Wednesday 30 May 2018

How to Renovate and how NOT to Renovate!

Two of Campbelltown's most historic and treasured buildings both underwent renovations in the 1960s. Campbellfield at Minto and Macquarie Field House both had work done to them. In the case of Macquarie Field House, the renovations saved the house from demolition or falling down. In the case of Campbellfield, the "renovations" almost completely destroyed one of the most valuable examples of colonial architecture and construction, not only in Campbelltown, but the entire country.

Campbellfield at Minto was built on a grant of 800 acres made to Dr William Redfern in 1811. Redfern came to the colony as a convict in 1801 and became a medical practitioner and respected colonist. He retired to his farm at Campbellfield after 1816 and built this house before 1820.

In the mid 1960s crude and disastrous renovations were carried out on the cottage. The first lot of alterations and additions saw a detached kitchen and stables demolished as well as closing in of the rear veranda and the house extended at the northern end. Further renovations virtually destroyed the building, leaving only the stone flagged veranda, a chimney and stone cellar intact. Redfern expert and historian Arthur Jones, who was a teacher at nearby Minto Public at the time, was told by his pupils that Redfern's house had been pulled down. When he went to see what happened at recess, he found that most of the building had been demolished.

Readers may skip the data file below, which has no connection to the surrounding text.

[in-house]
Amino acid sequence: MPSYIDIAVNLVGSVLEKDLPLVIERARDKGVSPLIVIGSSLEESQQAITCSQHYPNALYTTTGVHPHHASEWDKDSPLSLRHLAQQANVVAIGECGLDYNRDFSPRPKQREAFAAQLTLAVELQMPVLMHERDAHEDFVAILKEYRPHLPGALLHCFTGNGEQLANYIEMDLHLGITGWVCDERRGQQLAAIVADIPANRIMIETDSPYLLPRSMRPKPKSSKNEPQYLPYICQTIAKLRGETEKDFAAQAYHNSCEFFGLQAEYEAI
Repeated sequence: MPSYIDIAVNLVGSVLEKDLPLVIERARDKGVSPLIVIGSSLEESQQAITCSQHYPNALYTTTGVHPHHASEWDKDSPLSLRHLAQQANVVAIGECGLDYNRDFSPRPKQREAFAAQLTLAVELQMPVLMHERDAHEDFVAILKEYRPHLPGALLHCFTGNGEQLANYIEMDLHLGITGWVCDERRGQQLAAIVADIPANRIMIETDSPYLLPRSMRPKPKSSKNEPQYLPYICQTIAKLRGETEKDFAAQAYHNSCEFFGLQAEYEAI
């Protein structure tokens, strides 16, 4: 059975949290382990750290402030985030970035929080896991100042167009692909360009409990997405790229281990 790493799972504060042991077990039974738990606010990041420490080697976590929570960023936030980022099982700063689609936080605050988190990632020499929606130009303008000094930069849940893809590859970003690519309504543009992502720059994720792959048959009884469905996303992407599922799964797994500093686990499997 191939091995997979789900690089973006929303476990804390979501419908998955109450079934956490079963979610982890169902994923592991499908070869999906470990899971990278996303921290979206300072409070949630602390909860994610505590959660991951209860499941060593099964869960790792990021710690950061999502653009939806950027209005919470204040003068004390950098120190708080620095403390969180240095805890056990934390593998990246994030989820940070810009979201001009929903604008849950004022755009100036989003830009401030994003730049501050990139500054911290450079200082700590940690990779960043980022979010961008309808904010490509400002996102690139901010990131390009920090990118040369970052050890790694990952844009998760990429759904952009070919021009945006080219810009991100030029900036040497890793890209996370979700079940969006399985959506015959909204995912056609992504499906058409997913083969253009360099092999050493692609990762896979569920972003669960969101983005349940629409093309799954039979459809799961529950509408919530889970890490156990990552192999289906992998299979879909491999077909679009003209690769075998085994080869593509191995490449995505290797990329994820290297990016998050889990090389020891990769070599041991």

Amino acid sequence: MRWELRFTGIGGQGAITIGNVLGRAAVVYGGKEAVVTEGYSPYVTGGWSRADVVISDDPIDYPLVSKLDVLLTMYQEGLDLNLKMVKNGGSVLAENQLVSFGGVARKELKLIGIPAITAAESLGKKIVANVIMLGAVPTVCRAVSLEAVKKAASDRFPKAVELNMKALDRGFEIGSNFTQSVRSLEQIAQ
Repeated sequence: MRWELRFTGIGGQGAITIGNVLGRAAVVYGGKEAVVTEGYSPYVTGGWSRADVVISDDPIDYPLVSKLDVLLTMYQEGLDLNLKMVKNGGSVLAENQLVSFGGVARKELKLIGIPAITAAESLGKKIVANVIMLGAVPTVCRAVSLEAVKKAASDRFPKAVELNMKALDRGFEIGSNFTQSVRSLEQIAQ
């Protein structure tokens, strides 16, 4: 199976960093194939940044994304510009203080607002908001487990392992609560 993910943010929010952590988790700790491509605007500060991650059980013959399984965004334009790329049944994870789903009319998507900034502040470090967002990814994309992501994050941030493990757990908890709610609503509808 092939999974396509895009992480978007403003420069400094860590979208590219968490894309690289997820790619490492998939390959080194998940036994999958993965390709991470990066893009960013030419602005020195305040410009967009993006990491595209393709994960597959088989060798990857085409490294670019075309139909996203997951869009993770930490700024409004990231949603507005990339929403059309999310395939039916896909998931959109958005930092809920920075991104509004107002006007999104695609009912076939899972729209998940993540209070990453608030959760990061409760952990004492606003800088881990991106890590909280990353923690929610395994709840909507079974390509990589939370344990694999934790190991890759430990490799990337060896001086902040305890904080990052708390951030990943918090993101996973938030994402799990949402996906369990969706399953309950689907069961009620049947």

Now for the good story. Macquarie Field House in the early 1960s was in a sad state of decay. At one stage it faced likely demolition. In fact it had fallen into such a state of dilapidation that it was almost beyond restoration. A melancholy ruin on a lonely hilltop and mercifully mostly hidden by trees. Enter David Jamieson. He leased the property from the Department of Agriculture and between 1962 and 1963 completely restored the house, entirely at his own expense. It was restored to the requirements of the Government Architect and the National Trust. What a pity Campbellfield didn't have the same requirements. It became Jamieson's home and arrangements were made by the Trust to make periodical inspections. Today this grand old colonial house stands proud on that same hilltop adjacent to the new suburb of Macquarie Links.

An interesting fact about the restoration of Macquarie Field House was that the house's missing fireplace mantles were replaced by marble mantles from "Subiaco", one of the finest colonial homes built in Sydney. It was located at Rydalmere and built between 1833 and 1836 and demolished in 1961.

Below are before and after photographs of Campbellfield and Macquarie Field House after their renovations.


Written by Andrew Allen


Campbellfield, Guernsey Avenue, Minto
A Heritage Study For the Ministerial Development Corporation, February 1996

Campbelltown-Ingleburn News, 15.7.1975

Sydney Morning Herald, 22.9.1961

Macquarie Field House and it's restoration- notes from James Munro's Notebook

Macquarie Fields House to be saved- newspaper extract from CAHS Dr I. G. Thomas estate.

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